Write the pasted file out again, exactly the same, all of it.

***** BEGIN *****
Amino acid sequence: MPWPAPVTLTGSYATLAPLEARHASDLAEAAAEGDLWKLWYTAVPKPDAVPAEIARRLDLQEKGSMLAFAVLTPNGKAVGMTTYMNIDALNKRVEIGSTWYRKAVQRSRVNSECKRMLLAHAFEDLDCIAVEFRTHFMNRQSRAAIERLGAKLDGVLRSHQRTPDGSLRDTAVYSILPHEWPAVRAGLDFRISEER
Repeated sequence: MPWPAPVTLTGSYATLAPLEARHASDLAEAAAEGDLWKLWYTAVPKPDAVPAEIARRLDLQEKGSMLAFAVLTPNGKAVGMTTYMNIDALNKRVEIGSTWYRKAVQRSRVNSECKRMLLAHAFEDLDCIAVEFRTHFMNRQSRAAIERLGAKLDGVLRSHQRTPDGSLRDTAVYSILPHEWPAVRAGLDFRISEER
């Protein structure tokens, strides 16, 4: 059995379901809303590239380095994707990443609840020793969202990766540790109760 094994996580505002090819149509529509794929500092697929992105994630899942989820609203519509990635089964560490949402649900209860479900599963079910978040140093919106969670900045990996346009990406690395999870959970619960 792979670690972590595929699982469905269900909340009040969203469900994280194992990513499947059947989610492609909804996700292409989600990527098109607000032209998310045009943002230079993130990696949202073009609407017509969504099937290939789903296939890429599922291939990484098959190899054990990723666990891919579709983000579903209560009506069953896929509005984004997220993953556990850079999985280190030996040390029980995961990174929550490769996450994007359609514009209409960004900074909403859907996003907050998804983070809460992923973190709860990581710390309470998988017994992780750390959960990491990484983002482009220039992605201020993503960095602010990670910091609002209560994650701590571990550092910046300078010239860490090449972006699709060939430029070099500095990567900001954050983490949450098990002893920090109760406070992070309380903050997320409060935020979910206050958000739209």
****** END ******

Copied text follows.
Amino acid sequence: MPWPAPVTLTGSYATLAPLEARHASDLAEAAAEGDLWKLWYTAVPKPDAVPAEIARRLDLQEKGSMLAFAVLTPNGKAVGMTTYMNIDALNKRVEIGSTWYRKAVQRSRVNSECKRMLLAHAFEDLDCIAVEFRTHFMNRQSRAAIERLGAKLDGVLRSHQRTPDGSLRDTAVYSILPHEWPAVRAGLDFRISEER
Repeated sequence: MPWPAPVTLTGSYATLAPLEARHASDLAEAAAEGDLWKLWYTAVPKPDAVPAEIARRLDLQEKGSMLAFAVLTPNGKAVGMTTYMNIDALNKRVEIGSTWYRKAVQRSRVNSECKRMLLAHAFEDLDCIAVEFRTHFMNRQSRAAIERLGAKLDGVLRSHQRTPDGSLRDTAVYSILPHEWPAVRAGLDFRISEER
């Protein structure tokens, strides 16, 4: 059995379901809303590239380095994707990443609840020793969202990766540790109760 094994996580505002090819149509529509794929500092697929992105994630899942989820609203519509990635089964560490949402649900209860479900599963079910978040140093919106969670900045990996346009990406690395999870959970619960 792979670690972590595929699982469905269900909340009040969203469900994280194992990513499947059947989610492609909804996700292409989600990527098109607000032209998310045009943002230079993130990696949202073009609407017509969504099937290939789903296939890429599922291939990484098959190899054990990723666990891919579709983000579903209560009506069953896929509005984004997220993953556990850079999985280190030996040390029980995961990174929550490769996450994007359609514009209409960004900074909403859907996003907050998804983070809460992923973190709860990581710390309470998988017994992780750390959960990491990484983002482009220039992605201020993503960095602010990670910091609002209560994650701590571990550092910046300078010239860490090449972006699709060939430029070099500095990567900001954050983490949450098990002893920090109760406070992070309380903050997320409060935020979910206050958000739209």